China reported accelerated growth for April-June as the government increased spending and freed up more money for loans, growing the economy by 7.5 percent.
The GDP, reported by the National Bureau of Statistics in Beijing, grew a healthy 7.5 percent, higher than the 7.4 percent estimated by analysts surveyed by Bloomberg. But an individual analysis of business sectors shows deteriorating sales and consumer confidence.
"All of them are pointing in the opposite direction from this supposed G.D.P. number," said Leland Miller, the president of China Beige Book International, a New York data service that surveys 2,200 private businesses across China each quarter to gauge economic activity.
Chinese Premier Li Keqiang's government increased spending in railway infrastructure, reduced reserve requirements for some lenders and even cut taxes to achieve this growth. China has had to deal with a drop in property construction and weak home prices.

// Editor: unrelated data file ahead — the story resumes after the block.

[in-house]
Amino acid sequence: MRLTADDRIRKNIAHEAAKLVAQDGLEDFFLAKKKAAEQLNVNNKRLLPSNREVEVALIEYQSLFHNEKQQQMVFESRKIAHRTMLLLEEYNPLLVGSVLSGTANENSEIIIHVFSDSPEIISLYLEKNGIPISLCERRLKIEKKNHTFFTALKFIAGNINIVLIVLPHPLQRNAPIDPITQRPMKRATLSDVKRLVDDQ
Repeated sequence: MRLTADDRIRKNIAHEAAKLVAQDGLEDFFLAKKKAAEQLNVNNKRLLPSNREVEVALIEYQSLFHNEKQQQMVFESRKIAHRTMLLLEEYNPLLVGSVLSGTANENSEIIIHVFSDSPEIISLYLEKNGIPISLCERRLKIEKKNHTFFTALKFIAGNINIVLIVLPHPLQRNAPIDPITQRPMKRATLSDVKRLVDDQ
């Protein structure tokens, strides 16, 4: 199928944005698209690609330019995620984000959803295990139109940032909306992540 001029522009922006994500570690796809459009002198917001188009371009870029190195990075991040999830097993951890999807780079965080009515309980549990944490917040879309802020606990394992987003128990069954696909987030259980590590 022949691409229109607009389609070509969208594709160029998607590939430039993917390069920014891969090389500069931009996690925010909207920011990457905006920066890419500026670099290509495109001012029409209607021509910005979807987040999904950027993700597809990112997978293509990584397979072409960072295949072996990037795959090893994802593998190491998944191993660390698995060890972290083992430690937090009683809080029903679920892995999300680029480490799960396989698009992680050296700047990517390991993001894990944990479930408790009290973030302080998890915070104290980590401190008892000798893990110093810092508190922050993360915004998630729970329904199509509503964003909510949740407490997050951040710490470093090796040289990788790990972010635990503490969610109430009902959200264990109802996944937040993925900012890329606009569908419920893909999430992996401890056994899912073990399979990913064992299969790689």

"The government will continue to support the key sectors it is supporting now but will not expand to sectors they are not encouraging," said Zhu Haibin, chief China economist at JPMorgan Chase & Co. in Hong Kong.
Major drivers of China's growth story, such as construction and other investment in the private sector, have begun to taper, exports have just begun to recover after a winter slump and retail sales aren't very encouraging. Government investment is strong, boosted by increased lending by the state-owned banking system to local government, national railroad system and state-owned companies.
Figures released on Tuesday by the central bank, the People's Bank of China, show that lending has accelerated fastest in June, meaning that total lending now outpaces economic output.
While on most counts China has beat analysts' estimates, many say that there are underlying problems that will continue to hold back the economy, including dwindling investments and a slump in the housing sector.
Asian stocks held steady on account of the encouraging news coming out of China. The Shanghai Composite fell 0.2 per cent and Hong Kong's Hang Seng rose 0.3 per cent after the Chinese government released growth data. Australian and New Zealand markets also remain largely unchanged.